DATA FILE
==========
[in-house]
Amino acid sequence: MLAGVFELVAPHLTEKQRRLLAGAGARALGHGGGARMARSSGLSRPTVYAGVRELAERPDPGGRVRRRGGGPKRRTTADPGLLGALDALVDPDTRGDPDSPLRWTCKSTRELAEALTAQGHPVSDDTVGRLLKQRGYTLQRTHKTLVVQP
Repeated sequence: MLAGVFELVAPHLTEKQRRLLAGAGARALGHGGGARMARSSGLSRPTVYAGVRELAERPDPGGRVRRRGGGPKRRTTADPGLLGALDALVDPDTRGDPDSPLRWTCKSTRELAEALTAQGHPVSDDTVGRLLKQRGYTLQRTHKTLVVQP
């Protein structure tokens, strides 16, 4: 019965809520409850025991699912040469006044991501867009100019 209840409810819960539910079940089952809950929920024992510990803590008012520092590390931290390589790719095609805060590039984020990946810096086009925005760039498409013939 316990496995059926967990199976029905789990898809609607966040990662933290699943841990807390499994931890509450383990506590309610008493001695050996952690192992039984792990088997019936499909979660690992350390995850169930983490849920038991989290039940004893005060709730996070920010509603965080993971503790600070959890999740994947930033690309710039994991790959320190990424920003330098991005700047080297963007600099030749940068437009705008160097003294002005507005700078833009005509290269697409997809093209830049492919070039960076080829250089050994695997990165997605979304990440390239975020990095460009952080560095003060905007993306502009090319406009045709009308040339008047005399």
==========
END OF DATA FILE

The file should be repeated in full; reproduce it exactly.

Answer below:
[in-house]
Amino acid sequence: MLAGVFELVAPHLTEKQRRLLAGAGARALGHGGGARMARSSGLSRPTVYAGVRELAERPDPGGRVRRRGGGPKRRTTADPGLLGALDALVDPDTRGDPDSPLRWTCKSTRELAEALTAQGHPVSDDTVGRLLKQRGYTLQRTHKTLVVQP
Repeated sequence: MLAGVFELVAPHLTEKQRRLLAGAGARALGHGGGARMARSSGLSRPTVYAGVRELAERPDPGGRVRRRGGGPKRRTTADPGLLGALDALVDPDTRGDPDSPLRWTCKSTRELAEALTAQGHPVSDDTVGRLLKQRGYTLQRTHKTLVVQP
């Protein structure tokens, strides 16, 4: 019965809520409850025991699912040469006044991501867009100019 209840409810819960539910079940089952809950929920024992510990803590008012520092590390931290390589790719095609805060590039984020990946810096086009925005760039498409013939 316990496995059926967990199976029905789990898809609607966040990662933290699943841990807390499994931890509450383990506590309610008493001695050996952690192992039984792990088997019936499909979660690992350390995850169930983490849920038991989290039940004893005060709730996070920010509603965080993971503790600070959890999740994947930033690309710039994991790959320190990424920003330098991005700047080297963007600099030749940068437009705008160097003294002005507005700078833009005509290269697409997809093209830049492919070039960076080829250089050994695997990165997605979304990440390239975020990095460009952080560095003060905007993306502009090319406009045709009308040339008047005399």